Figures reveal huge rise in ambulance diverts


Over the winter months, hospitals implemented almost 500 ambulance diverts, double the number of the previous three years.

And Northumbria Healthcare NHS Foundation Trust is one of five hospital trusts which account for over half of the 478 ambulance diverts.

The last three winters up to 2015/16 saw an average of 249 ambulance diverts.

The figures come as new research was published this week by the Nuffield Trust.

The report noted that the extra time paramedics spent on the road affected the service’s ability to meet its targets.

Director of research at the Nuffield Trust, Prof. John Appleby, said: “Our research has uncovered the huge increase in the number of times this winter that ambulance trusts have been told that they must take patients to another hospital altogether because an A&E unit simply doesn’t have the capacity to accept any more patients.

“Managers in the NHS and politicians need to make improving the ambulance service’s poor morale and its ability to meet targets an urgent priority.”

North-East NHS leaders have said that last winter saw unprecedented demand on its emergency services.

They described the practice of diverting ambulances to a different hospital as a last resort.

The report from the Nuffield Trust stated that in the last five years, the number of Category A calls (the most serious) resulting in an ambulance arriving at a scene had increased by 7.4 per cent, year on year.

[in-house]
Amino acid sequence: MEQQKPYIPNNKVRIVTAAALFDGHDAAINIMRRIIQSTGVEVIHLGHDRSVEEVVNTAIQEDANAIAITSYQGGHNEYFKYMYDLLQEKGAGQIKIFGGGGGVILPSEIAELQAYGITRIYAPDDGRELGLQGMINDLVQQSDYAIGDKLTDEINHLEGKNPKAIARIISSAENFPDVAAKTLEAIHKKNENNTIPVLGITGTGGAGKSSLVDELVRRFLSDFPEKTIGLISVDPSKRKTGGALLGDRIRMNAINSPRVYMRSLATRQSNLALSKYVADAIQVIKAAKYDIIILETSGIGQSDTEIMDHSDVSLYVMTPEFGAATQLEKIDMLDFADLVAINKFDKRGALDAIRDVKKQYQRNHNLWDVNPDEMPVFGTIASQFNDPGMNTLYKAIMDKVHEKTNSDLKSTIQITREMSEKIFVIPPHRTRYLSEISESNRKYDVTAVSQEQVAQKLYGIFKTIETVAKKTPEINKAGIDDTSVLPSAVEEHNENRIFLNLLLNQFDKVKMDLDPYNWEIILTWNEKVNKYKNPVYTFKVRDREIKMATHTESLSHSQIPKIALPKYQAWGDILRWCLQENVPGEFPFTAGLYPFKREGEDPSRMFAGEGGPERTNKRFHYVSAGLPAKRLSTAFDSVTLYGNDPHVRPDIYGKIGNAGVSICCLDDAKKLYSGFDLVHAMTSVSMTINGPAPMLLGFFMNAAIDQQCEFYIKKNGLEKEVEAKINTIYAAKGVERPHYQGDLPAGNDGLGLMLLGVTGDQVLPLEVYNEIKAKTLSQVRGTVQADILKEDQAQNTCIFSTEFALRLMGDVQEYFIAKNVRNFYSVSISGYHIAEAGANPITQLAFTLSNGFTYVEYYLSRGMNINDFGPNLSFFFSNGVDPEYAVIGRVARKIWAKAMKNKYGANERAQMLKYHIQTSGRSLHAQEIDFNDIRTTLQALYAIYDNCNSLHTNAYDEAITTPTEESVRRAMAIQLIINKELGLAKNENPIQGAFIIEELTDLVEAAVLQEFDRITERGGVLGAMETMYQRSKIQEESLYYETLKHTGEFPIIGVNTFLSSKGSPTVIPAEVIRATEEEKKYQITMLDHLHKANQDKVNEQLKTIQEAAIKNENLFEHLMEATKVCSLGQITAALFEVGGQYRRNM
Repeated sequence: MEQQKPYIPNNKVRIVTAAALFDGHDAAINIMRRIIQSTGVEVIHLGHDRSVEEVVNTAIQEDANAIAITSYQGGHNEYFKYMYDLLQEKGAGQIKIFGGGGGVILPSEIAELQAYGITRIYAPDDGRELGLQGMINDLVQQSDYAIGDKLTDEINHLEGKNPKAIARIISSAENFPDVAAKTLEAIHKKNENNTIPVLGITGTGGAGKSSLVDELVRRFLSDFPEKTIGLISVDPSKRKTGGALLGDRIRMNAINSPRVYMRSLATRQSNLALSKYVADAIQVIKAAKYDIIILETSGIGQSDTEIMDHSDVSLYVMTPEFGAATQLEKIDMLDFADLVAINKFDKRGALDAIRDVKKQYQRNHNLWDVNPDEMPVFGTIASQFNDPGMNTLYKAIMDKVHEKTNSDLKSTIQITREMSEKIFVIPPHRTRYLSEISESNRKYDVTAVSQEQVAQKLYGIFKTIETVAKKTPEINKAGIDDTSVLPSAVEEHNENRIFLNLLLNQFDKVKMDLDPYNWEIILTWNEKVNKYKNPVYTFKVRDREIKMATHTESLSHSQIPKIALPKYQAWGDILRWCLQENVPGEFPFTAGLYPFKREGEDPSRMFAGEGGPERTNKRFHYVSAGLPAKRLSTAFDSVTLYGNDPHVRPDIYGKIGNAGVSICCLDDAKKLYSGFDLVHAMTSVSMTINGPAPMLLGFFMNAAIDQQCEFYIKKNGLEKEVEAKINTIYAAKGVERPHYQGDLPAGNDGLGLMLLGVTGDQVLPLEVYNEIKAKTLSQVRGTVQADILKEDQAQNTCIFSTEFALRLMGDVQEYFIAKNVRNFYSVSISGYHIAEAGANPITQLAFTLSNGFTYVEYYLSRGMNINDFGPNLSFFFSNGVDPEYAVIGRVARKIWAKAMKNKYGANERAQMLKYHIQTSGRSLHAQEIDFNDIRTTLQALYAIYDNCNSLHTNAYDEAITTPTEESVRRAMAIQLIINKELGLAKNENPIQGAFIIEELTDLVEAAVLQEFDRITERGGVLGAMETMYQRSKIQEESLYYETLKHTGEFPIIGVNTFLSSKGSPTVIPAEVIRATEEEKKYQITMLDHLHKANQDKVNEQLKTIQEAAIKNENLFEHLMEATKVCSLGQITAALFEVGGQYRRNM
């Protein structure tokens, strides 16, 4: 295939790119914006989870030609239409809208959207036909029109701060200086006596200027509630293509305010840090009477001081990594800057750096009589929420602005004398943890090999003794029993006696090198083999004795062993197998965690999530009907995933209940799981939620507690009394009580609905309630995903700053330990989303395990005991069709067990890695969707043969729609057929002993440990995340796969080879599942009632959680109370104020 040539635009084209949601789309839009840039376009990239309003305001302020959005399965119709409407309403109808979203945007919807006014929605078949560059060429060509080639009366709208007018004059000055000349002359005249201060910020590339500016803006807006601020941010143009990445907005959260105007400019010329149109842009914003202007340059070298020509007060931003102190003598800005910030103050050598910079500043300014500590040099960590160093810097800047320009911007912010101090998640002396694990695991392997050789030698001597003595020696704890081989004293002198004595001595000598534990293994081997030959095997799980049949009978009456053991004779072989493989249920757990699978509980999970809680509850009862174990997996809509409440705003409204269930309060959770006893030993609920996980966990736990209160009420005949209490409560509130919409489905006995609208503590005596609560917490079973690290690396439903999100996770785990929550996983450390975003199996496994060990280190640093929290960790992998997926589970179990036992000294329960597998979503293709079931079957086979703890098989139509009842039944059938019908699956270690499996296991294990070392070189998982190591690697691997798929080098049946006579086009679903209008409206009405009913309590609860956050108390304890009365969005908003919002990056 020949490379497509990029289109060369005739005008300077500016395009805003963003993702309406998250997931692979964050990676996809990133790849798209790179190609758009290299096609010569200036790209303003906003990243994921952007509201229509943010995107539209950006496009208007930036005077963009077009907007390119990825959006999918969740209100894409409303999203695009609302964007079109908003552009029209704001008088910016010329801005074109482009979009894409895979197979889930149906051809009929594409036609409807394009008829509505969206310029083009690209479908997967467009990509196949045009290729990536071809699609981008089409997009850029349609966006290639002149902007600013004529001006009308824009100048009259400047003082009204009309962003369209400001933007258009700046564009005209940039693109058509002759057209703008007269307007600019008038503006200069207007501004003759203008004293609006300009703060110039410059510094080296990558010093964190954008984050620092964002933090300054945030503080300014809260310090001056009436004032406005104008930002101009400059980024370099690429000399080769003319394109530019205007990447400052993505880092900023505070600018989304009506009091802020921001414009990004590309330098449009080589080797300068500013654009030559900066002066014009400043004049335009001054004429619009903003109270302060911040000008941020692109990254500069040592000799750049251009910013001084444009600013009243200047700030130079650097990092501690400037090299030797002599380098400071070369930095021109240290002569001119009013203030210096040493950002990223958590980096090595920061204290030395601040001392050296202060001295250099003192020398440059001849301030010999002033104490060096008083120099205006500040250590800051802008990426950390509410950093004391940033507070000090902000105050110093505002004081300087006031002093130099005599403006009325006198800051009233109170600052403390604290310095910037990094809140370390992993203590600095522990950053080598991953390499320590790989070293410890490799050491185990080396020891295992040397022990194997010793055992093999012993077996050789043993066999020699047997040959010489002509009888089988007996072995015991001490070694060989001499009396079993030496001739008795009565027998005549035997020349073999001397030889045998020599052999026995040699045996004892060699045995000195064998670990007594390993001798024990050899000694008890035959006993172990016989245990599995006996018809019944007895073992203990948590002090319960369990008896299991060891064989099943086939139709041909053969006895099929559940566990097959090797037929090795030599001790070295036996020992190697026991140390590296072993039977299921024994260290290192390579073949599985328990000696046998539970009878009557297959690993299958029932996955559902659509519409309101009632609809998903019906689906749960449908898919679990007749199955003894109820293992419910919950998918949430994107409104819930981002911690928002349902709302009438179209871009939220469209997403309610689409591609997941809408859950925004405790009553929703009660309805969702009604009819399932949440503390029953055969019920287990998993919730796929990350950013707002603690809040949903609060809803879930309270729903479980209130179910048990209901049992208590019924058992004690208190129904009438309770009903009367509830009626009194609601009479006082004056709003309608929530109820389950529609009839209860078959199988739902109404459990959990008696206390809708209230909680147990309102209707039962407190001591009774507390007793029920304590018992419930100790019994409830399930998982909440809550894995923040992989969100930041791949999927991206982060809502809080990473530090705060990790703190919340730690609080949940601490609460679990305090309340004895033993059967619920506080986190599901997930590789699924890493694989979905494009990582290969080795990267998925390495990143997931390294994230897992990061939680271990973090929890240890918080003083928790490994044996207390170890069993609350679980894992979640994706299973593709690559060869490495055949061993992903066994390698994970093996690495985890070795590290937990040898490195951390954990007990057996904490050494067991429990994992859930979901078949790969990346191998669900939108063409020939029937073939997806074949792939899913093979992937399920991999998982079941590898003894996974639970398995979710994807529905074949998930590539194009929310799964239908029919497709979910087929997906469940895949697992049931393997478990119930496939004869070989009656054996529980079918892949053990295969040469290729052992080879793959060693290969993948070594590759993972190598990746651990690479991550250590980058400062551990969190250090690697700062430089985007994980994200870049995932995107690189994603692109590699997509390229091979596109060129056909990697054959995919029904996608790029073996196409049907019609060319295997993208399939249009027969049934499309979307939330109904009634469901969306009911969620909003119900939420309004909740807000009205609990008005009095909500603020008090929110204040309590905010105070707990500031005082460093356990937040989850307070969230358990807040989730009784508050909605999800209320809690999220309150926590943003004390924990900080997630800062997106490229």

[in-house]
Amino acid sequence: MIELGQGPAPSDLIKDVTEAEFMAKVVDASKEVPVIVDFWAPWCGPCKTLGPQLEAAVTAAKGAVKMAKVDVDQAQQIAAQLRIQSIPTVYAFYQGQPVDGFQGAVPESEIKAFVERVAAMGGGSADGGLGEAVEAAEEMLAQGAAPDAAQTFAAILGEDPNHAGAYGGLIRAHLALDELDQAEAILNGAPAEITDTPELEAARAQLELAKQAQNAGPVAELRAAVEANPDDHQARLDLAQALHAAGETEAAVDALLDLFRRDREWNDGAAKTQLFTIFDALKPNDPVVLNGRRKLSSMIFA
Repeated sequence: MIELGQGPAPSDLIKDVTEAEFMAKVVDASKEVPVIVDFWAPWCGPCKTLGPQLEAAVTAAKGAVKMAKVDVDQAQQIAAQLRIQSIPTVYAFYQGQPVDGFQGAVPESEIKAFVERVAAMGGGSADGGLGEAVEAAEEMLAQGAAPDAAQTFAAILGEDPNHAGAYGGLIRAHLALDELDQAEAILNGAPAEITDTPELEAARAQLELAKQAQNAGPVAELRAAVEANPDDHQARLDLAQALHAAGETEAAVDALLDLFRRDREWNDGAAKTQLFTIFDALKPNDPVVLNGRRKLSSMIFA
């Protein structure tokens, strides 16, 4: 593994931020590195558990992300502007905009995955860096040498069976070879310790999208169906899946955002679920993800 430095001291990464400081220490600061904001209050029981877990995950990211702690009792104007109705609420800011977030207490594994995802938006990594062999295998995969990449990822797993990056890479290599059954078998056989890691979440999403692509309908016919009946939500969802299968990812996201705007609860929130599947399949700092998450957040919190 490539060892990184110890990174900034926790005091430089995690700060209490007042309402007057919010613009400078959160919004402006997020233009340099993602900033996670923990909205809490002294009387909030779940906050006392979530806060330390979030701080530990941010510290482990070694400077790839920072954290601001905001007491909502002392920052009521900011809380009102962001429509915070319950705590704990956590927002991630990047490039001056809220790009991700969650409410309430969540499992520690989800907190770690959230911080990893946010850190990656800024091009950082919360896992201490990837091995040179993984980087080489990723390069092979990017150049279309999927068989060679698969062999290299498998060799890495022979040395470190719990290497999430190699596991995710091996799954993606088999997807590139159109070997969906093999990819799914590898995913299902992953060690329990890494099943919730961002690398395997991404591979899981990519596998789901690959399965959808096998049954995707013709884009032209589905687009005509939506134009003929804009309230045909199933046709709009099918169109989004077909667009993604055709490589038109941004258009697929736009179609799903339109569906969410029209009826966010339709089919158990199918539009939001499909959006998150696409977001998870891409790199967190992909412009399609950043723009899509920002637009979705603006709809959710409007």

This had coincided with an annual increase of 2.1 per cent in emergency admissions to hospital and 1.6 per cent yearly increases in A&E attendances.

The report found that ambulance trusts had met main urgent response time targets in just six of the last 49 months.

None had been met since May 2015.

Richard Webber, a spokesman for the College of Paramedics said: “In non-urban areas in particular the extra time taken to reach more distant A&E departments is significant.

“Not only do crews have to drive further away once a divert is implemented – once that’s happened, an ambulance crew will then also need to travel further to get back to their own area to respond to the next emergency call.”

A spokesman for Northumbria Healthcare NHS Foundation Trust said: “During extremely busy times, as a last resort, we sometimes had to divert the ambulance to another local hospital.

“This was always done to ensure the highest standards of safety and care and is routine business at times of peak demand.”

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